Nope, we’re not talking about the cost of the paper or the ink used to print money. Though that might make an interesting article too. Do you know how much your money costs you? It’s a strange concept. It seems obvious that a €5 note costs and is worth €5. But if you go to the bank and “buy” €5, the price will be 5€ plus interest. A-ha! That’s how much money costs.

The price of the Euro

In our economy, banks buy and sell money from each other in the money market under the supervision of the European Central Bank. These banks charge each other an interest rate for the money borrowed, depending on the term of the loan.

A panel of 26 banks provide daily quotes of the rate at which they believe a prime bank is quoting to another prime bank for interbank term deposits. The choice of banks quoting is based on market criteria (e.g. the ones with the highest volume of business in the euro zone money market) and ensures that the diversity of the euro money market is adequately reflected.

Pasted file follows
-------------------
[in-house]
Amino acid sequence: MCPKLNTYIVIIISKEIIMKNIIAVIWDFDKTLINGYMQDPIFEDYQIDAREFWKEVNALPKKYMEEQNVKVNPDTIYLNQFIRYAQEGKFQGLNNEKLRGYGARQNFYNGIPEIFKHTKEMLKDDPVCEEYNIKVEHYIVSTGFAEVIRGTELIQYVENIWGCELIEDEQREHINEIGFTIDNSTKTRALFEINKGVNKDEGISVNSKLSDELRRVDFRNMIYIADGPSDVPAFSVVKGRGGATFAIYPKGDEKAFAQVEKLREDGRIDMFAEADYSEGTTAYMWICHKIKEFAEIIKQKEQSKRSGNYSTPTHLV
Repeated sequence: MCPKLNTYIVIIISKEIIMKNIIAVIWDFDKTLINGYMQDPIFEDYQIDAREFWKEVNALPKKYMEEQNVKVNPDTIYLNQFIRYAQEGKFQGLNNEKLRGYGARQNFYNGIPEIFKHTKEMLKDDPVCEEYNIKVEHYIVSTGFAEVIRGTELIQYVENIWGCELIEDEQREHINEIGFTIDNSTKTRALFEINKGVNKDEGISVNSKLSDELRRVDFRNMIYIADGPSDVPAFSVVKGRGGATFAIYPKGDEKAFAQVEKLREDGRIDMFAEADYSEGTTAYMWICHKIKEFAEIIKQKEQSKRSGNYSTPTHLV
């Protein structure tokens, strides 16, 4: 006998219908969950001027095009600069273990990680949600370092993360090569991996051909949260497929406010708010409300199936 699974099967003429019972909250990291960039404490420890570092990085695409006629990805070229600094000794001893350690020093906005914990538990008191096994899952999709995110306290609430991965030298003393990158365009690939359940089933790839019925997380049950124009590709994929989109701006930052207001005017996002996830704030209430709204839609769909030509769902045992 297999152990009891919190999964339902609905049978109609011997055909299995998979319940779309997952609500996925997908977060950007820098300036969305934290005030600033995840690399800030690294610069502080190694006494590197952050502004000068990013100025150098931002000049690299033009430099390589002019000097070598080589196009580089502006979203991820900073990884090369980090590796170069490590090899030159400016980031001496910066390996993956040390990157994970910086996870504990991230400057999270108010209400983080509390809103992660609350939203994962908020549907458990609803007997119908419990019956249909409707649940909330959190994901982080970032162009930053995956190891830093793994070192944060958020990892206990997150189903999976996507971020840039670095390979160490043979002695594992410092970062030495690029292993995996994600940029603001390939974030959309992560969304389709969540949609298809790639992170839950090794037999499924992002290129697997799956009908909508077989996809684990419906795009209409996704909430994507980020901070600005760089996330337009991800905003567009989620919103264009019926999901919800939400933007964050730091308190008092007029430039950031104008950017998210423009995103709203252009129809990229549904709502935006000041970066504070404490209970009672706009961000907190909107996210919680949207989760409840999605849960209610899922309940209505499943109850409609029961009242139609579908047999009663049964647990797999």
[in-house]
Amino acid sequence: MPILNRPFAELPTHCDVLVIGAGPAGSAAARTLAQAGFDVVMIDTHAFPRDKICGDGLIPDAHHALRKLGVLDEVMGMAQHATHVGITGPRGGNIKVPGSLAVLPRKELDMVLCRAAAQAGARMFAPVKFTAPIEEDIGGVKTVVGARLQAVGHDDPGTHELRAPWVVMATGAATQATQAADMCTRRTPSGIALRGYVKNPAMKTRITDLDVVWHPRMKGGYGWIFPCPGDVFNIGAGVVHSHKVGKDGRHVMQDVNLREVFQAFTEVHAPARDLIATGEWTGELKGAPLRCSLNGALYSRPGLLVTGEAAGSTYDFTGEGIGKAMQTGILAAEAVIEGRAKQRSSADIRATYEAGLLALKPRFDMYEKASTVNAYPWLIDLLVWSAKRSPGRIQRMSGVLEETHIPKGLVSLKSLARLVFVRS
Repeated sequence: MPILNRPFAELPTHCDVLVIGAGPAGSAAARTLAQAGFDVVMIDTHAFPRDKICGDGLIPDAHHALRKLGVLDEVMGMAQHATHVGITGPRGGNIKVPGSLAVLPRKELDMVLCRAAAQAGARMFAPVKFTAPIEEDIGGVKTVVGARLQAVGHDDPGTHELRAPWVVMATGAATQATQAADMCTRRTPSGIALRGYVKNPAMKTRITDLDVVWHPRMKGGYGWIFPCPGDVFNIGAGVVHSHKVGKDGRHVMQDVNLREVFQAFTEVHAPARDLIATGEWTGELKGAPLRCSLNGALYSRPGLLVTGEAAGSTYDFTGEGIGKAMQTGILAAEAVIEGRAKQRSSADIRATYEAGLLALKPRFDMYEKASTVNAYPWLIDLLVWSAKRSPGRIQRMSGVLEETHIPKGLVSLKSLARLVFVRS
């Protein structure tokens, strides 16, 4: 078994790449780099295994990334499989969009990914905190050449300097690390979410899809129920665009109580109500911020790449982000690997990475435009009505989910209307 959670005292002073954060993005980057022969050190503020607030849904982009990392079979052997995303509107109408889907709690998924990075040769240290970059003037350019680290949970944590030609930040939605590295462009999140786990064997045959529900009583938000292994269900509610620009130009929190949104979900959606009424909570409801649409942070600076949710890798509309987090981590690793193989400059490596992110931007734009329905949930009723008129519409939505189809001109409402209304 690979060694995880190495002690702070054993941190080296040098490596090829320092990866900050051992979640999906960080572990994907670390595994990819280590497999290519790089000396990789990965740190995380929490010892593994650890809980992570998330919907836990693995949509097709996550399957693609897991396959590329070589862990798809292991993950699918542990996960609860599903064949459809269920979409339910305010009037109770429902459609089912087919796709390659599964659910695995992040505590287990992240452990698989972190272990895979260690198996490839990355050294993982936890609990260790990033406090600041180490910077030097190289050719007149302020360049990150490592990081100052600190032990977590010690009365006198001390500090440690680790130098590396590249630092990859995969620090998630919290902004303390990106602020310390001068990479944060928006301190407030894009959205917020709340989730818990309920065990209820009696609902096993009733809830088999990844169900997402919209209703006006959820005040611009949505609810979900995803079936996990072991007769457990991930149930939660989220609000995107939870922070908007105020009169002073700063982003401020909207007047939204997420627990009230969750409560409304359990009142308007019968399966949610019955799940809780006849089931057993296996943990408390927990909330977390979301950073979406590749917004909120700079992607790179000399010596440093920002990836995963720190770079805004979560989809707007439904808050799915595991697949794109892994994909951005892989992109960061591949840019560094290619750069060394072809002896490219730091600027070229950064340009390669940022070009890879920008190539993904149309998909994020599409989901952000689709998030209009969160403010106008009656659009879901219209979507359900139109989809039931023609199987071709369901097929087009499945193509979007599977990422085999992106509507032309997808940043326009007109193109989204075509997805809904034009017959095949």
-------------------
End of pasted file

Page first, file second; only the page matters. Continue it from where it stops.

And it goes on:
The highest and lowest quotes are eliminated, and the remainder are averaged (truncated mean) to give the relevant Euribor (Euro Interbank Offered Rate) rate, the daily reference rate of the euro money market since 1999.

Similarly, Libor or London Interbank Offered Rate, is the reference rate for other main currencies such as the British pound sterling and the US dollar since 1986.

How this affects your money

The same way the baker passes on to the buyer the cost of flour, eggs and sugar used to make a cake, banks pass on the cost of borrowing money to their clients when they charge interest for loans. Many euro consumer loans are based on Euribor plus a commercial margin, such as certain types of mortgages, while others might have a less direct relationship with the reference rate.

And the same is true for savings! The more your bank receives from other banks for the money it lends, the more it will pay you on your deposits.

There are different Euribor rates depending on the term of the loan/deposit. You can check the current Euribor rates here.

Do you know how much you are paying for your loan?


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